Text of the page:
·         Fortiflora (Purina)
o   Enterococcus faecium SF48
·         Proviable (Nutrimax)
o   Bifidobacterium longum
o   Lactoabicillus spp.
o   Streptococcus salivorus
o   Enterococcus faecium
·         ProStora (Iams)
o   Bifidobacterium animalis AHC7
In addition ConsumerLab is an independent laboratory that test probiotic supplements (human and veterinary) for accuracy of label claims of viability of organisms in products. As part of ConsumerLab’s Voluntary Certification Program, Proviable was evaluated and found to contain the advertised number of probiotic organism and to be free of microbial contamination.

More clinical studies are necessary but potential use of probiotics in Veterinary Medicine includes:
·         Chronic Kidney Disease
·         Inflammatory Bowel Disease
·         Acute Diarrhea caused by viral or bacterial infection
·         Antibiotic associated diarrhea – prevention and treatment
·         Small intestinal bacterial overgrowth

Tuesday, May 3, 2011

State of Pet Health Report

A major study recently released by Banfield Pet Hospital examined disease trends among the 2.1 million dogs and 450,000 cats between 2006 and 2010. The study shows that dental preventable diseases plague our pets most often!

Below is a list of the most common diseases found in the above study.

#1 Dental disease: This is the most common disease among pets, affecting 68 percent of cats and 78 percent of dogs. Periodontal disease has been linked to heart, kidney and liver disease, but it can be prevented by annual teeth cleaning.
#2 Otitis externa (inflammation of the outer ear canal) was the second most-common disease, increasing by 34 percent in cats and by 9 percent in dogs.
#3 Diabetes: The report found the diabetes rate in dogs has gone up by 32 percent in dogs and by 16 percent in cats since 2006. As with humans, the disease is associated with obesity and reduced exercise.

#4 Heartworm disease: This usually fatal disease is 100 percent preventable but still occurs in every season and every state across the country, particularly in the Southern states.
#5 Fleas:  Besides causing uncomfortable itching for your dog or cat, flea infestation can lead to skin infections, allergies and even anemia.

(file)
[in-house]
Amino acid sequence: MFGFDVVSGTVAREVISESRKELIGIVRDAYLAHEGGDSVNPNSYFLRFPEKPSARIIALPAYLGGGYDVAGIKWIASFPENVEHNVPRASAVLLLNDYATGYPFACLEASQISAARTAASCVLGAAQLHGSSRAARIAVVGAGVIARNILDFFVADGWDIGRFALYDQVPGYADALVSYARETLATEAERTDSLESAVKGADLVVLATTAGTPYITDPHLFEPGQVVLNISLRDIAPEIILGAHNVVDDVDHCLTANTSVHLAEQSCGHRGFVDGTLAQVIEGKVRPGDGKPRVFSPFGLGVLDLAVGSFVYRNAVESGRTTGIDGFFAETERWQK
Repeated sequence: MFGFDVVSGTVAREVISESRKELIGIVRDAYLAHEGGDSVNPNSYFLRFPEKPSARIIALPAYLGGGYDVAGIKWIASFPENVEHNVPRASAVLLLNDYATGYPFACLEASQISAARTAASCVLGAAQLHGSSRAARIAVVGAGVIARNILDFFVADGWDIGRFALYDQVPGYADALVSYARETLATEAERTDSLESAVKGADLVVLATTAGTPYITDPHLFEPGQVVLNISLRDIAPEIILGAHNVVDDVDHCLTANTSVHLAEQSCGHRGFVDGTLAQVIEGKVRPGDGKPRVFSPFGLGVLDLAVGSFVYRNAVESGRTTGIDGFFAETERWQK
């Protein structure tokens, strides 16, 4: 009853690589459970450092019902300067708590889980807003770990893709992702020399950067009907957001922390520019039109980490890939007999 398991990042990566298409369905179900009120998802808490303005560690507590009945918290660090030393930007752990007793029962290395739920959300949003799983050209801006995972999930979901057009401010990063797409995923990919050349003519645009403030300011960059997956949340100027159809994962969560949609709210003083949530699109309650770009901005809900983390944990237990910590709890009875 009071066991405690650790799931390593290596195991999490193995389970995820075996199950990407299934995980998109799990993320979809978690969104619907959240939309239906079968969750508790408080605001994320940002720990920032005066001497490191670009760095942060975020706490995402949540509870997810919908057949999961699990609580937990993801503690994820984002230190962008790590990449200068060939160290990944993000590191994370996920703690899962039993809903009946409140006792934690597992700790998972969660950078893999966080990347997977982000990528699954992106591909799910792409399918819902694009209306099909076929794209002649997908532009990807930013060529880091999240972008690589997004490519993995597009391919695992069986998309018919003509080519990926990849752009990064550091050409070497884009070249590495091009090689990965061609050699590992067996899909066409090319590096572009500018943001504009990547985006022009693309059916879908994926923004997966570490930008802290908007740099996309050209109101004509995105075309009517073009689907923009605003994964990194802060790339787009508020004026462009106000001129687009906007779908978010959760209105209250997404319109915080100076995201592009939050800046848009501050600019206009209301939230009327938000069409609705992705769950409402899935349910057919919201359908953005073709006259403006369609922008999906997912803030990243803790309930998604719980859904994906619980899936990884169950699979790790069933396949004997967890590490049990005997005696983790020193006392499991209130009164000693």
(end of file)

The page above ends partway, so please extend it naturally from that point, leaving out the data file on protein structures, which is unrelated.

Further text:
Preventative care is an important step in helping your pet’s avoid these common diseases. Schedule your pet’s wellness exam soon.

Monday, May 2, 2011

Spring Allergies

Like us, our pets can suffer from seasonal allergies. Their symptoms however are different from ours. Pets tend to not have the sneezing, congestion and runny eyes that we do.  Their skin is a more common target for seasonal allergies.

Allergy symptoms
Symptoms include chewing on paws or other reachable body parts; scratching excessively; recurring ear infections; hair loss, and raw and inflamed skin.
Common allergy triggers are food and the environment. A surprising number of pets have flea bite allergies. It is important to treat any pet with allergy symptoms for fleas.  It does not take a flea infestation for an allergic pet to have a problem with fleas. Because of their bodies exaggerated response just one small bite from one flea can cause a severe reaction.  Often pet owners do not report seeing fleas, but it is important to treat anyway.
Our animal companions can develop allergies to house dust mites, pollens, molds, grasses and food. Allergies may start out as seasonal — such as a reaction to pollen during the spring — but can get worse over time so that they may become year-round.
Treatment begins with clearing up any secondary skin or ear infection.  Medications that decrease inflammation are helpful. I often recommend essential fatty acid supplements and medicated shampoos. If the symptoms persist or become severe a hypo-allergy diet trial is tried. It is possible to test for environmental allergies and treat with desensitization injections.  
Pixie Belle is one of my patients with severe allergies. She was found to be allergic to weeds (Lamb’s Quarter, Yellow Dock and Pigweed), grasses and molds. For these allergies she takes a hyposenitization shot once every 3 weeks. This plus putting her on a hypo-allergy diet of duck and green peas has helped her remain itch free year round!